Interesting. It seems to me that a good way of seeing how useful the mic could really be without buying it first would be to install the Soundfield by Rode plugin and see if I could find and download example files to work with. It turns out there's stacks of them out there, just Google ambisonic files. It'll probably have to wait until after Christmas now but I'll report back on how I found it.

In the meantime I think I'll start raising funds by selling my Octavamod modded LSD2 stereo mic - if anyone's interested there'll be a Readers Ad very soon.

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Re: NT-SF1

Postby ef37a » Thu Nov 29, 2018 10:26 am

ConcertinaChap wrote:Interesting. It seems to me that a good way of seeing how useful the mic could really be without buying it first would be to install the Soundfield by Rode plugin and see if I could find and download example files to work with. It turns out there's stacks of them out there, just Google ambisonic files. It'll probably have to wait until after Christmas now but I'll report back on how I found it.

In the meantime I think I'll start raising funds by selling my Octavamod modded LSD2 stereo mic - if anyone's interested there'll be a Readers Ad very soon.

CC
Ooo! Ooo! That sounds like fun! I have downloaded the zip file of the pluggin, do you know if it will run in Samplitude ProX 3?

Like you CC this will have to wait until after the crimble madness (got son coming and have to clear a room because someone is giving me a whole, pretty good hi fi rig including some quite large Mission speakers.)

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Re: NT-SF1

Postby Sam Inglis » Thu Nov 29, 2018 10:45 am

AFAIK it should run in any DAW that supports quad tracks or busses. Note that it defaults to A-format, so if you're working with Ambisonic (B-format) material you need to change the input format appropriately.
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Re: NT-SF1

Postby ConcertinaChap » Fri Nov 30, 2018 9:40 am

Another interesting thing. I thought I'd download Surroundzone 2 for a play as well, however if you Google it the page at Soundfield.com just gives you 404 not found, so I wonder if it's been dropped now Soundfield by Rode is here.

No - I take it all back, ignore the preceding, they've just had a site reorganisation. :blush:

The software is here.

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Re: NT-SF1

Postby Hugh Robjohns » Fri Nov 30, 2018 11:46 am

It's interesting that, although they do basically the same things, the original SoundField SurroundZone plugin and the new Rode equivalent do work in entirely different ways under the hood (the Rode version using much more sophisticated maths), and the resulting decoded virtual mics do sound noticeably different.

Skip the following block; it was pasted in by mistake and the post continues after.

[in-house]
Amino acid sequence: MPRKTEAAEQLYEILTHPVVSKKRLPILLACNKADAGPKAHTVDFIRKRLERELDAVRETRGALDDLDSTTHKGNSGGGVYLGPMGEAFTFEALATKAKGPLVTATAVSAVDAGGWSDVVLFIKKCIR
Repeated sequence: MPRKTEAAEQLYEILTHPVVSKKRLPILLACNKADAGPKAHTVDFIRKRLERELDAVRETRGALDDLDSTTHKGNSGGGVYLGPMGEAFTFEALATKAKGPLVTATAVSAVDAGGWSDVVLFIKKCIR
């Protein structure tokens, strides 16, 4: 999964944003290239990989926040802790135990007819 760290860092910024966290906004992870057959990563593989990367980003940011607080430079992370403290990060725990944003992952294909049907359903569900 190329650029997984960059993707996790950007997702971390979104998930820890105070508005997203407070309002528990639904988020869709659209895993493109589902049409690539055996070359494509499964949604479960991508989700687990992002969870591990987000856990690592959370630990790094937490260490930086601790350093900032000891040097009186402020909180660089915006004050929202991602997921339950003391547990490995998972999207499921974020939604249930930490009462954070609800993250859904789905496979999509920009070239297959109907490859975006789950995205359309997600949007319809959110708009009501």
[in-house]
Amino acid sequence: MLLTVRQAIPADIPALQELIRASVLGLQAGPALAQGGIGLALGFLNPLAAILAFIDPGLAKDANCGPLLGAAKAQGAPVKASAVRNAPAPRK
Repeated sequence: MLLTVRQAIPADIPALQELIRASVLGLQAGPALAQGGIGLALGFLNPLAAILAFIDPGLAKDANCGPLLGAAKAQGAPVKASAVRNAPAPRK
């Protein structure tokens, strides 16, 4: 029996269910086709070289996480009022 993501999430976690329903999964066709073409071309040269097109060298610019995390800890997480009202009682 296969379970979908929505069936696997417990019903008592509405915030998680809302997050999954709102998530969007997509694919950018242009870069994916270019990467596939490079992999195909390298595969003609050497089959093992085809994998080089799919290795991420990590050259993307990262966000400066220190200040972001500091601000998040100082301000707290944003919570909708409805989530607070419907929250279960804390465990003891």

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Re: NT-SF1

Postby ConcertinaChap » Fri Nov 30, 2018 11:56 am

From Sam's review it seems that Soundfield by Rode suffers from epic latency while Surroundzone doesn't. Not a problem if you're field recording but if you're using the mic in the studio and you want the artists to hear themselves then it might well be worth having Surroundzone installed for that purpose if nothing else.

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Re: NT-SF1

Postby Hugh Robjohns » Fri Nov 30, 2018 12:18 pm

ConcertinaChap wrote:From Sam's review it seems that Soundfield by Rode suffers from epic latency while Surroundzone doesn't. Not a problem if you're field recording but if you're using the mic in the studio and you want the artists to hear themselves then it might well be worth having Surroundzone installed for that purpose if nothing else.

CC

Yes, it's a fair point. If used purely to post-process recordings then plugin latency obviously isn't an issue.

One way around the latency problem, though, is simply to split out the A-format capsules and mix them together in some convenient way for a real-time monitoring feed. It won't have the accurate directionality or stereo image attributes of the properly decoded signals of course, but it should be enough for live performance monitoring.

The guideline I was always taught years ago for working out where to place the SoundField mic was to listen to the omni (W) signal and use that to achieve an adequate direct/ambient sound balance. Summing the four A capsules will provide the same thing.

I'm told that the Rode plugin works in a very similar way to the Harpex one, and involves an 'upsampling' process (in terms of Ambisonic order, not sample rate) from the A-format signals way above standard B-format, and then decoding the required outputs from there. Hence the much more sophisticated maths and, presumably, the latency, but also the improved spatial accuracy and sound quality.